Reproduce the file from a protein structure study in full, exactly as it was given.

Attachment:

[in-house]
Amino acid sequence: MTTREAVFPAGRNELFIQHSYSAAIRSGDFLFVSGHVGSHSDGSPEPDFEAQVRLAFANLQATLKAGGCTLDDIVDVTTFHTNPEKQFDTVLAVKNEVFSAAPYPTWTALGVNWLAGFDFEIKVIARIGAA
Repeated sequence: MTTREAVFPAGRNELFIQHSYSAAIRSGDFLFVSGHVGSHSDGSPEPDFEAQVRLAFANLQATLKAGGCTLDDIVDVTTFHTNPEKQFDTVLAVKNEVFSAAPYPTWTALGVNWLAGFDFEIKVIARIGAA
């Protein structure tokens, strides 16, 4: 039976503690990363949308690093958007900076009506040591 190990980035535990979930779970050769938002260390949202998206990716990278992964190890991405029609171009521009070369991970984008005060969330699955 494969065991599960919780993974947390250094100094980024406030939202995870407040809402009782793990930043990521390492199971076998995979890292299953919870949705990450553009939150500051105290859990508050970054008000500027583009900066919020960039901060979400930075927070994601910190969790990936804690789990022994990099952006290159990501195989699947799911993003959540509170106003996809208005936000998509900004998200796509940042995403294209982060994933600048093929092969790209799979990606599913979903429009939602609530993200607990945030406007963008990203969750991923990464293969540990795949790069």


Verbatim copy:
[in-house]
Amino acid sequence: MTTREAVFPAGRNELFIQHSYSAAIRSGDFLFVSGHVGSHSDGSPEPDFEAQVRLAFANLQATLKAGGCTLDDIVDVTTFHTNPEKQFDTVLAVKNEVFSAAPYPTWTALGVNWLAGFDFEIKVIARIGAA
Repeated sequence: MTTREAVFPAGRNELFIQHSYSAAIRSGDFLFVSGHVGSHSDGSPEPDFEAQVRLAFANLQATLKAGGCTLDDIVDVTTFHTNPEKQFDTVLAVKNEVFSAAPYPTWTALGVNWLAGFDFEIKVIARIGAA
């Protein structure tokens, strides 16, 4: 039976503690990363949308690093958007900076009506040591 190990980035535990979930779970050769938002260390949202998206990716990278992964190890991405029609171009521009070369991970984008005060969330699955 494969065991599960919780993974947390250094100094980024406030939202995870407040809402009782793990930043990521390492199971076998995979890292299953919870949705990450553009939150500051105290859990508050970054008000500027583009900066919020960039901060979400930075927070994601910190969790990936804690789990022994990099952006290159990501195989699947799911993003959540509170106003996809208005936000998509900004998200796509940042995403294209982060994933600048093929092969790209799979990606599913979903429009939602609530993200607990945030406007963008990203969750991923990464293969540990795949790069």